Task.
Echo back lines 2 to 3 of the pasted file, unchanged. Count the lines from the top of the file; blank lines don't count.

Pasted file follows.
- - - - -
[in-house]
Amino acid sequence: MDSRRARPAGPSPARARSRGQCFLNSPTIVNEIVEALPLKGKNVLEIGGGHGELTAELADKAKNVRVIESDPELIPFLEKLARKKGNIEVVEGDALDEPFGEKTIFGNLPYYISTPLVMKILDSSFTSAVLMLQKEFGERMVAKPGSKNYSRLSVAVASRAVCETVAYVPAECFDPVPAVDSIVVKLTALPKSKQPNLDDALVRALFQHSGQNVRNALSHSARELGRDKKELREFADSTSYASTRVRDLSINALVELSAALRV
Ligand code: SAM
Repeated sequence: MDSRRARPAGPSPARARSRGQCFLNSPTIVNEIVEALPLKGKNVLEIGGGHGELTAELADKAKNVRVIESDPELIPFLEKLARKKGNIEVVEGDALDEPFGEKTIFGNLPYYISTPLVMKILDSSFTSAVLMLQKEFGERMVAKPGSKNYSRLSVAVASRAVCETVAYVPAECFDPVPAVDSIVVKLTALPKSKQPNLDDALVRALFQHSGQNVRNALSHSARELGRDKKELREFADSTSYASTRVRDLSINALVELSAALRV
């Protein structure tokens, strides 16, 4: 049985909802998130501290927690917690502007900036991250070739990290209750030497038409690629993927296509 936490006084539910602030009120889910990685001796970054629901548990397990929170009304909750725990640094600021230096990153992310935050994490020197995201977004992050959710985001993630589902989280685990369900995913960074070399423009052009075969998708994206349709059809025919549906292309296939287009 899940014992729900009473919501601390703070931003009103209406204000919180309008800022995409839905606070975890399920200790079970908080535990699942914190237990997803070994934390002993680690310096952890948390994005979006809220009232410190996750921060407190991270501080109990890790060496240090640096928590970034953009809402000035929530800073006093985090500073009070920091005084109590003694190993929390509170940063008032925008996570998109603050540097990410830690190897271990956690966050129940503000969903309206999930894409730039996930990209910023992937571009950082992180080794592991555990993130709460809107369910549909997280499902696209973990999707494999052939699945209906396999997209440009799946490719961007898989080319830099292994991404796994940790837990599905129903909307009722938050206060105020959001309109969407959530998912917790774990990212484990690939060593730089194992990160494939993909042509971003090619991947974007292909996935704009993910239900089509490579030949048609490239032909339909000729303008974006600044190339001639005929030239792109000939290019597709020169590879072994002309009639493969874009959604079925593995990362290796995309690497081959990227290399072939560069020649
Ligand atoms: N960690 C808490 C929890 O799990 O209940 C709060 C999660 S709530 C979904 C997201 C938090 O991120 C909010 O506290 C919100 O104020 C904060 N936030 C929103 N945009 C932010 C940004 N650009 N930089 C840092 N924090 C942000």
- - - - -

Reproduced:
Amino acid sequence: MDSRRARPAGPSPARARSRGQCFLNSPTIVNEIVEALPLKGKNVLEIGGGHGELTAELADKAKNVRVIESDPELIPFLEKLARKKGNIEVVEGDALDEPFGEKTIFGNLPYYISTPLVMKILDSSFTSAVLMLQKEFGERMVAKPGSKNYSRLSVAVASRAVCETVAYVPAECFDPVPAVDSIVVKLTALPKSKQPNLDDALVRALFQHSGQNVRNALSHSARELGRDKKELREFADSTSYASTRVRDLSINALVELSAALRV
Ligand code: SAM